Superman's "Fortress of Solitude" Questions

The famous comic book character was said to have a personal retreat, somewhere near the North Pole. I would guess this would be Greenland. The way to it was pointed by a huge arrow-like structure on the ground-it was disguised as a airline marker. Anyway, how often was the place used? Besides having a museum, I belive it also held some kryptonite. anyway, was the place ever broken into?

I’m not a huge Superman reader, so maybe I’m missing something … but why would Superman need a big arrow pointing to his hideout? Presumably he knows where the place is, and if there’s personal stuff and/or kryptonite there, he doesn’t want anyone else to know how to find it.

Yes, several times, according to wikipedia.
https://en.wikipedia.org/wiki/Fortress_of_Solitude

I’m intrigued by the ‘airline marker’ disguise. This really shows how long the Superman franchise has been going. How many airline markers of this kind are in use nowadays, do you suppose?
https://en.wikipedia.org/wiki/Airway_beacon#/media/File:Transcontinental_Air_Mail_Route_Beacon_37A.jpg

He used it as a key, incidentally
https://en.wikipedia.org/wiki/Fortress_of_Solitude#/media/File:Superman187.JPG

The arrow pointing to the Fortress of Solitude is his key.

I recall the “marker” being a giant key to the Fortress, disguised by its resemblance to an airline marker and requiring super strength to pick up and use.

Funny how he turns it before the teeth are in the lock. Why not build a door so heavy only he can move it? And since when do we have airline markers on the ground? What is it pointing to?

As often as necessary.

He used it quite a bit in the 1960s. He kept his trophies there, along with dangerous alien echnology. He used to bring Lois and Jimmy and Perry White there a lot, and even had public tours on occasion.

Of course, that Dangerous Alien Technology often got activated, causing no end of problems. Like the ST:NG Holodeck, it was really more trouble than it was worth. But, like the ST:NG Holodeck, it allowed them to create new stories, which is the real point.

Like many things about Superman, the Fortress of Solitude in the Arctic was ripped off from Doc Savage*, who had it first (that was even that name he used). George Pal even opened his movie Doc Savage: Man of Bronze with a visit to Doc’s Fortress of Solitude. Doc’s Fortress didn’t have a giant door that had to be opened by a key disguised as an airplane route marker. That Superman was just a show-off.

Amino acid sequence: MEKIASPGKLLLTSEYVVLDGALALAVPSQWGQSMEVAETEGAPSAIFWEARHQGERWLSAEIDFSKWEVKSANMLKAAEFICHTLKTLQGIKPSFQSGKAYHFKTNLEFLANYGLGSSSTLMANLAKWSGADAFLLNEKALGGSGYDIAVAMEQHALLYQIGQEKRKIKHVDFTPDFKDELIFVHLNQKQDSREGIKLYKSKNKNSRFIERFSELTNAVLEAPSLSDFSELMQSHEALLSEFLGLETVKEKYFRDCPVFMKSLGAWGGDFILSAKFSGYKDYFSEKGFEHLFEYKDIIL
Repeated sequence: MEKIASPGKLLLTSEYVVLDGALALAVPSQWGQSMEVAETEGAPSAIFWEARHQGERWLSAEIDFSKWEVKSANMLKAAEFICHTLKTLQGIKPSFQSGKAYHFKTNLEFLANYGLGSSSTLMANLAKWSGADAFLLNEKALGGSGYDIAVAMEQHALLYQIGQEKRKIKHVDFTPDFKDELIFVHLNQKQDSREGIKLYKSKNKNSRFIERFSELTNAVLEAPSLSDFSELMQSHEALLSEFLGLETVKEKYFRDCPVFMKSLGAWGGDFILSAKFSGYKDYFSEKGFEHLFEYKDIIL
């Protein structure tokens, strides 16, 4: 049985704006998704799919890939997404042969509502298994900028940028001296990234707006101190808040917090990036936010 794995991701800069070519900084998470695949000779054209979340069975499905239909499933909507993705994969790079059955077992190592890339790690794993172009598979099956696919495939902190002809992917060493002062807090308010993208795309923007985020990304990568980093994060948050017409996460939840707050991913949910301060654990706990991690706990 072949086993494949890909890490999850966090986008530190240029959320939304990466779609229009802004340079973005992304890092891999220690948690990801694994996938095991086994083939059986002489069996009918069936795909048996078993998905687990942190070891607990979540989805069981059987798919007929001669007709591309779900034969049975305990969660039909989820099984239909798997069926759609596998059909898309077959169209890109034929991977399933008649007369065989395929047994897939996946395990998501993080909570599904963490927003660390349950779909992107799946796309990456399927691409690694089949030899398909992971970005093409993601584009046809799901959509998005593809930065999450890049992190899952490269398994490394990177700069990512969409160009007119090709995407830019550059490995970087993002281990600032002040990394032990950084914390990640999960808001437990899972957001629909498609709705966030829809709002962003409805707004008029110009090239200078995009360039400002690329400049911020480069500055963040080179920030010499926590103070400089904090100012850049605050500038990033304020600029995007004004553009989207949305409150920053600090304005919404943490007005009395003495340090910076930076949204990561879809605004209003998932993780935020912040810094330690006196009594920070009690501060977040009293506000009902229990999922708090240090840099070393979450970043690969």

*Doc Savage was The Man of Bronze. Superman had to go one better, so he was The Man of Steel.

Doc Savage had his Fortress of Solitude in the Arctic, so Superman had his Fortress of Solitude in the Arctic.

The magazine ads for Doc Savage were headlined, in huge letters, “Superman

Since the 1920s - http://www.cntraveler.com/stories/2013-06-17/transcontinental-air-mail-route-maphead-ken-jennings

That’s awesome! Thanks!

The bottle city of Kandor, a Kryptonian city shrunken and stolen by Brainiac has been prominent in Superman mythology since it and the character were introduced in July 1958, Action 242. That accounts for probably a thousand visits all to itself.

If you’re wondering if that’s where the word Brainiac comes from, yes and no. The BRAINIAC was a computer kit put out in 1957. It was advertised in Astounding Science Fiction so it was likely that the writer, Otto Binder, an old-time SF writer, saw it. DC says not, but it gets every other fact wrong here, in a February 1964 letters page. That issue, Superman 167, is historic because they retconned Brainiac to being a computer.